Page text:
Old Fashiones as Truffles....yumm!

December has always denoted certain sweets from my childhood. My mom has always been a baker of breads, pies, and chocolate chip oatmeal cookies; but this one time of year was reserved for her candy cane cookies, cherry chocolates, peanut butter balls, peanut butter fudge, and her sweet bread Christmas roll.

My favorite holiday treat of hers has always been the cherry chocolates. So as a young adult I started making them. Then I became vegan, and forgot about these treats.

This year on a drunken birthday weekend, some girlfriends and myself made a plan to do a cookie/candy exchange.

I ended up being the only one that actually saw it threw, but oh well. (Tells you something about my personality-if I say yes or I'm doing it, you know I will no matter what else is going on in my life!)

So to fulfill my end of the cookie/candy exchange, I decided to mimic treats from my childhood. I found recipes online and made vegan candy cane cookies as well as cherry chocolates.

Now the cookies are supposed to be made into skinny logs of white and pink dough to twist together to look like candy canes. Makes sense, but they kept breaking. So I decided just to make the logs to bake, but the pink dough just looked like weird shiny penises. I decided not to present them in this form at the cookie exchange, even though we are all adults, but who really wants to bite into a shiny penis:) So instead I rolled them into discs, like the peppermint discs you can get year round. They were awesome, and the chocolates were a huge hit.

After the failed exchange, I brought a plate to Rescue Ranger's house. As we were trying my concoctions and reminiscing, Rescue Ranger commented that our mom's chocolate covered cherries were super sweet, enough to give her a headache. (Now she always used maraschino cherries, and the recipe I found did too. I didn't like to use them, but what was the alternative? Luxardo...they are like 20 bucks for the jar!)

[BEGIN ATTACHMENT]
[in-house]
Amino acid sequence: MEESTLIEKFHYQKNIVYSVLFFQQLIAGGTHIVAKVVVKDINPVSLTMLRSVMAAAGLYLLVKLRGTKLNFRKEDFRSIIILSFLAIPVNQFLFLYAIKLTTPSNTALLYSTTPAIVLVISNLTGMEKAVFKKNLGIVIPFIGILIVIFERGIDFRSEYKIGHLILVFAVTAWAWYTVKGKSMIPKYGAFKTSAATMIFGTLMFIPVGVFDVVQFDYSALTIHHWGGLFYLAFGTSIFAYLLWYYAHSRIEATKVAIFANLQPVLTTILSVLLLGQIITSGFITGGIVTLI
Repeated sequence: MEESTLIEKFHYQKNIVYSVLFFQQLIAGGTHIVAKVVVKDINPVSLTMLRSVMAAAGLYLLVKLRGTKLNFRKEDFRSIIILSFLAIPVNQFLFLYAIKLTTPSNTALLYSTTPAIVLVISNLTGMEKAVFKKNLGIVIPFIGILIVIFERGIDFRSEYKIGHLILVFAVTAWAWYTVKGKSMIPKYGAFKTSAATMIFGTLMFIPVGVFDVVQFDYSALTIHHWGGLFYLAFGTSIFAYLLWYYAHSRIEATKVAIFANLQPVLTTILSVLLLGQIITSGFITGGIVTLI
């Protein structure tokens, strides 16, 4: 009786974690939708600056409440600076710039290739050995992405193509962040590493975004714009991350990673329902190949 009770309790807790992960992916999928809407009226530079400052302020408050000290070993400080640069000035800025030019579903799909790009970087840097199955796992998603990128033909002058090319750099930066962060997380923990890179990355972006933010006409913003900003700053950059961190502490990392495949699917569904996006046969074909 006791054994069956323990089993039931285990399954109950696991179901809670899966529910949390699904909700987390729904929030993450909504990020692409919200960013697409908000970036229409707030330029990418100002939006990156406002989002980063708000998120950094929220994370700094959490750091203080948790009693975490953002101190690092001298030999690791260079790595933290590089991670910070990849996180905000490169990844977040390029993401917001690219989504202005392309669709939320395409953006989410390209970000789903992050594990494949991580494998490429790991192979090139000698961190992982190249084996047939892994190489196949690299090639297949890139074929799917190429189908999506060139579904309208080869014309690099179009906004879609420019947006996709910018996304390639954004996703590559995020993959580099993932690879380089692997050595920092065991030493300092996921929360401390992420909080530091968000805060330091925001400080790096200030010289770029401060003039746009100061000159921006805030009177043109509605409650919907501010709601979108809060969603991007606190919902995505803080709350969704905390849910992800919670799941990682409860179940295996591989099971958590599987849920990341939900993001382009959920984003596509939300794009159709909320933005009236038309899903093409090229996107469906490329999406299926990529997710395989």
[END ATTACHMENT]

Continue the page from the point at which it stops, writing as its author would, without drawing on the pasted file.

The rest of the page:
So as I was ruminating over that comment someone suggested using bourbon cherries. This made total sense to me, we are in bourbon country. But like Luxardo they are soooo expensive....(no offense Woodford). So my fBnL suggested that I could use frozen cherries infuse them with bourbon, and make my own. That sounded like an excellent idea, and that is what I did.

So with Bourbon Balls I know that the pecans need a couple weeks to soak up the bourbon, and so I figured cherries would need that amount of time as well. Also I know from my days as an herbalist, that a tincture can be made by infusing alcohol with fruits and herbs for 30+ days.

So my next batch had bourbon infused cherries, and now it is the only way I make them! I made them for another friend, that commented on the fondant, and they wondered if it could be made to taste like orange.....and the old fashions truffle was made.


4 cups of confectionary sugar

3 Tbs coconut oil

1/8 tsp salt

1/2 tsp vanilla

2 Tbs soy milk

1/4 tsp orange or amaretto

2-4 drops of aromatic bitters (if you have them)

16 oz. (40+) bourbon infused cherries

24 oz. chocolate nibs/chips

1/2 tsp coconut oil

What to do:

So after infusing my frozen cherries with bourbon for at least 30 days, the cherries are ready to be made into bourbon cherry chocolates (use amaretto)or old fashions (use orange).

Remove the bourbon cherries, lay in between layers of paper towel, and lightly pat to remove some of the excess moisture.

In a bowl, mix together the confectionary sugar, coconut oil, salt, vanilla, orange extract, and bitters.

Then with floured hands, take a small piece of the mixture, push it into a rectangular or oval shape on a floured surface. Add the bourbon cherry, wrap the fondant around the cherry. Cut off extra, put any back with the rest of the mixture. and then roll the fondant covered cherry between hands. Place onto wax paper and then in the fridge.

After chilling for about 10-15 minutes, cover cherries with chocolate mixture. I use two forks and place one fondant covered cherry in the bowl, roll it around until completely covered. Then lift the cherry out of the bowl and let the excess chocolate drain a bit between the slots of the fork.

Once all are covered, re-chill. Let sit an hour or two before serving, even better if you can wait a week or two, but I know that would entail a lot:)

*for bourbon cherry chocolates, replace the orange extract with amaretto, or vanilla.

*next time I want to add grated orange peel